What are the types of DLL files.?

I heard different types of dll files exist.One of Dotnet kind and other of COM etc.

Could anyone give a complete list and description if possible.
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uday kiran reddyBusiness AnalystAsked:
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Karrtik IyerSoftware ArchitectCommented:
Win 32, MFC, COM,. NET
If you tell us what you are trying to do with this list, I think we might be able to help you better.
Thanks,
Karrtik
JohnBusiness Consultant (Owner)Commented:
I think it is fair to say there is no one kind of DLL file. It depends on the software writer what the DLL will do. That is not normally readily available.
Karrtik IyerSoftware ArchitectCommented:
As far as I understand, DLL is a Microsoft specification. Like John mentioned in his earlier comment any software writer can write code to produce DLL given that it follows the specification.
Most popular ones have been already mentioned in earlier comments. But it is difficult to say if the list covers everything. Even Delphi produces DLL I think.
Like the below link from msdn explains different kinds of DLL that can be produced using VC++.
https://msdn.microsoft.com/en-us/library/aa297152%28v=vs.60%29.aspx
Jacques Bourgeois (James Burger)PresidentCommented:
As far as you see them from the framework, there are 3 kinds of dlls.

Older applications did not need dlls. When you compiled it, the methods that you needed from the library provided with the language/compiler you were using were incorporated into the application you were developing, just after compilation, in a step called linking. For instance, at one point in time, almost every application written in C contained the code for the printf function.

That was OK when there were few applications as was the case with MS-DOS, but when Windows came on, in which a great number of applications and services can run at the same time, having the same function incorporated into each application became a problem. Computers did not have a lot of memory and hard disk space, and that duplication was eating a lot on these resources.

When Windows came, the concept of the dll came in. Have the function in only one place, the dll, and link to it when required. This way, 23 application can work with only one copy of the function.

The first dlls were typically C dlls. Whether created with the MFC library or not, these are the same types of dll. Windows and older applications are built around these dll. They were originally used only by C/C++ applications, but with time, most languages where designed to be able to use them. They were created before object oriented programming became the way to go, so they do not have classes. They are simply libraries of methods that you call when needed. In .NET, in order to use these, you need to have some documentation and use a DllImports statement to "connect" to them.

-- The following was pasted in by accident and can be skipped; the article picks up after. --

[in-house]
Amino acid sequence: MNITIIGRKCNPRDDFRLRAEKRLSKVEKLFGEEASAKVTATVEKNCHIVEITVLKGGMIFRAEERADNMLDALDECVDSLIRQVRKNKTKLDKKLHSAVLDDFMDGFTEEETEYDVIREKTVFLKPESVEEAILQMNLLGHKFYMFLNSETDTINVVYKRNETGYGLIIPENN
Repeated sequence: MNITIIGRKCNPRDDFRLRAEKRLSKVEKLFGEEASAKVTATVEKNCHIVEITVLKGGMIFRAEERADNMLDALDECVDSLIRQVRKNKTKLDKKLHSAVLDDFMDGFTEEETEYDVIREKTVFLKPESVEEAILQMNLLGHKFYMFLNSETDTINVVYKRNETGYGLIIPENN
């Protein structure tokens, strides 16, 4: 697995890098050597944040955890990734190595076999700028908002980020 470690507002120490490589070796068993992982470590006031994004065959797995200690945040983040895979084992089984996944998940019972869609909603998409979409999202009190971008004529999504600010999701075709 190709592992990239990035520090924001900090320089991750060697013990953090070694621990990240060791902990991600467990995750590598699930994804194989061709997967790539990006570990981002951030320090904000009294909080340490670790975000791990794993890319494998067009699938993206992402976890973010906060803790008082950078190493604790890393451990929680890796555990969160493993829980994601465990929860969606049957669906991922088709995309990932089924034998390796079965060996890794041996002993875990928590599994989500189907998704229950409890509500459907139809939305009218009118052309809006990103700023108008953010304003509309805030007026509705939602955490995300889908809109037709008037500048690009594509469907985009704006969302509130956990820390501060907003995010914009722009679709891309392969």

Then came the need for applications to communicate one with each other, so that you can take part of an Excel sheet for instance, and display it with its full functionnality in Word. That meant that you might need to use a .exe file the same way as you do a .dll. And object oriented development became the norm. This required a new file format and specifications, that came under the labels COM or ActiveX (after being called OLE Automation for a while).

Because the main use for these was the same as a dll, that is provide a library of tools that can be used by any application that knows about the standard, they took the bad (in my opition) decision of also naming .dll. Although they bear the same extension, they are completely different beasts under the hood. In .NET, you use these by referencing a COM dll.

Because of the way they are constructed (they require pointers) and because their standard are different (dates are not represented the same way in COM and in .NET), most .NET languages cannot use them directly. So, whenever you reference one of these, .NET generate an interop, a bridge between .NET and COM. Your .NET application call the interop, that calls the COM dll, that answer to the interop, that sends back the results to your .NET application.

These were not well adapted to the modern world however. When COM was designed, the Internet was a small things and was used mostly for display, not for applications. Phones were not intelligent. An app was simply a meaningless word with 3 letters in it. The world needed a new standard for two applications to communicate through an Internet connection. Even on a standard network or a single computer, COM become hard to use for what was expected of modern applications. It was not adapted to the new security threats that were appearing everywhere.

So, .NET was "invented". A newer standard of communication between applications or applications and libraries. Requiring new ways to deal with applications in memory. Because the main use for the libraries running under that standard was the same as a dll, that is provide a library of tools that can be used by any application that knows about the standard, they took the bad (in my opition) decision of also naming .dll. (Seen that one before?).

Thus, 3 different things, all with for the same purpose, so all the same name.

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jessesmith smithCommented:
The .DLL file itself stands for Dynamic Link Library.
.DLL files are executable programs (like software) however, they can not be launched or opened by the user.
        .DLL files can be executed by software applications. (.exe)
        .DLL files can be executed by another .dll file. (.dll)
If either situation returns a missing .dll file, a missing .dll error may occur.
There are two types
Run-Time Dynamic Linking
Load-Time Dynamic Linking
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